Local Experiences

Trocadero, Palais de Tokyo, Museum of Modern Art, and More

The Avenue des Champs-Elysées, with the towering Arc de Triomphe at its tip, remains to this day the most famous street in Paris. You may be tempted to spend the day shopping or dining in one of the avenue’s famously overpriced bistros. But just west of this famous passageway – arguably one of the most expensive in real estate in the world – is another upscale neighborhood that won’t make your head spin. In the neighboring 7th and 16th arrondissements, you’ll find all the glitz of the Champs-Elysées, minus the manic, tourist-ridden energy.


Sure, you’ve seen the Eiffel Tower. But have you seen the Eiffel Tower from here? This view, from the other side of the Champs de Mars (the lawn extending out from the tower) is simply spectacular. An average walk along the sidewalk becomes extraordinary, as the iconic tower peeks out from behind impressive apartment buildings and museums, offering some of the best picture-taking spots in the city. Around the Trocadéro square, there are a wealth of cafes and restaurants to visit, although the operative word here is wealth – these seats don’t come cheap. Le Malakoff is the least expensive of the options, and still offers a great look out towards the Eiffel Tower. Also make sure to save a picture or two for the gardens here, which have been sculpted to perfection.

Métro: Trocadéro
Le Malakoff
6 rue du Trocadéro
Tel: 01 45 53 75 27

Palais de Tokyo and the Museum of Modern Art

Not far down the way from Trocadéro is this pair of top museums, well worth an afternoon visit. The eastern wing hosts the Museum of Modern Art, featuring well-designed temporary exhibitions by world-class contemporary artists. Just next door on the western wing is the sweeping Palais de Tokyo, with exhibits ranging from obscure to extremely obscure. There’s also a fabulous art bookstore, an American-style café and the trendy Monsieur Bleu restaurant on the rooftop. Check out their website for special events in the evenings, with views of the Seine and the Eiffel Tower.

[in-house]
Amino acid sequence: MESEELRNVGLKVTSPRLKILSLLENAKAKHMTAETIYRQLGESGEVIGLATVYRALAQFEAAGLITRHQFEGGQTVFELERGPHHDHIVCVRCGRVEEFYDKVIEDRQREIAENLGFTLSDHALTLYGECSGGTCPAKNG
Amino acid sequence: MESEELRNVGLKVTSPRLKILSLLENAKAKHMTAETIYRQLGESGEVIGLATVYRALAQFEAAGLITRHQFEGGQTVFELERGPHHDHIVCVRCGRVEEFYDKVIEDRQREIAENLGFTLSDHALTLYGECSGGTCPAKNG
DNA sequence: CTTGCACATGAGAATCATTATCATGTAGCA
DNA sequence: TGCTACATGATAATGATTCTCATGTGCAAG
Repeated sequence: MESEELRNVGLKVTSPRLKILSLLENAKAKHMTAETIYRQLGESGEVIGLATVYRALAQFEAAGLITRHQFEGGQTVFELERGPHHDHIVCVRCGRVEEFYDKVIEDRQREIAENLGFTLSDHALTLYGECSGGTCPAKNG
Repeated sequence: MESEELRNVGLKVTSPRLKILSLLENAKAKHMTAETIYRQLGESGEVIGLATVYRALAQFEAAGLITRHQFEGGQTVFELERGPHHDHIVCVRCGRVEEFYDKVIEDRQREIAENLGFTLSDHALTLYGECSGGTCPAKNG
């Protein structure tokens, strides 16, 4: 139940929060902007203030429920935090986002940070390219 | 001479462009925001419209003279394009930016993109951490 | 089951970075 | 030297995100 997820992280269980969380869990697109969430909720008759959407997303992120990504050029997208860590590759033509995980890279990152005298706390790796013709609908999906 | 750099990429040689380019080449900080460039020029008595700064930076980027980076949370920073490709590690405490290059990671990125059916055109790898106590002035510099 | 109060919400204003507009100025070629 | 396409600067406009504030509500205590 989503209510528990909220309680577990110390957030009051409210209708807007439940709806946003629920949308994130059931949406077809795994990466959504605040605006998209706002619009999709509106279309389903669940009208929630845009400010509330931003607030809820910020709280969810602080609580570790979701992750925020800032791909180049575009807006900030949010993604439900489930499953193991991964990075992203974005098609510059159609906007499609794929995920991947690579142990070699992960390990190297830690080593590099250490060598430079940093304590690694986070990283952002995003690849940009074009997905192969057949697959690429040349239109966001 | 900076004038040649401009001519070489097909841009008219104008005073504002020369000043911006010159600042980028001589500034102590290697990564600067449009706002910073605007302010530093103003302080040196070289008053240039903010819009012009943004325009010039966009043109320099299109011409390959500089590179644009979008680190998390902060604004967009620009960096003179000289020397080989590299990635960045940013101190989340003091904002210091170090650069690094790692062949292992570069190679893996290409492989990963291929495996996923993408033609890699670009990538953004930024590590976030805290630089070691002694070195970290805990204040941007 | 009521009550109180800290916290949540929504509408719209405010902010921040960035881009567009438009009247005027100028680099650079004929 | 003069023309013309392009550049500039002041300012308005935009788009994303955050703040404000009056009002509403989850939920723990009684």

Métro: Iéna or Alma-Marceau
Palais de Tokyo
13 Ave. du Président Wilson

Museum of Modern Art
11 Ave. du Président Wilson

Musée Guimet and Musée du Quai Branly

While you’re in the area, you really shouldn’t miss Musée Guimet, which holds one of the most vast collections of Asian art outside Asia. Towering buddhas, Tibetan scrolls and jade figurines await you here, as well as temporary exhibitions by visiting artists. Meanwhile, the Musée du Quai Branly is the museum to visit for African and Oceanic art, with handcrafted paintings, sculpture, jewelry and clothing on display.

Musée Guimet
Métro: Iéna
6 Place d’Iéna

Musée du Quai Branly
37 Quai Branly

Ecole Militaire

Just southeast of the Eiffel Tower is this sprawling complex of military schools – known as Ecole Militaire. Founded in 1750, the Ecole de guerre (War school) and Institute of Advanced Studies in National Defense can be found here. Napoleon Bonaparte graduated from this institution in 1784, in just one year instead of two (his tomb can be found at the nearby Invalides). There’s also an equestrian center with 80 horses within the campus, as well as a massive library containing around 100,000 books.

Métro: Ecole Militaire
21 Place Joffre

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A family by the eiffel tower.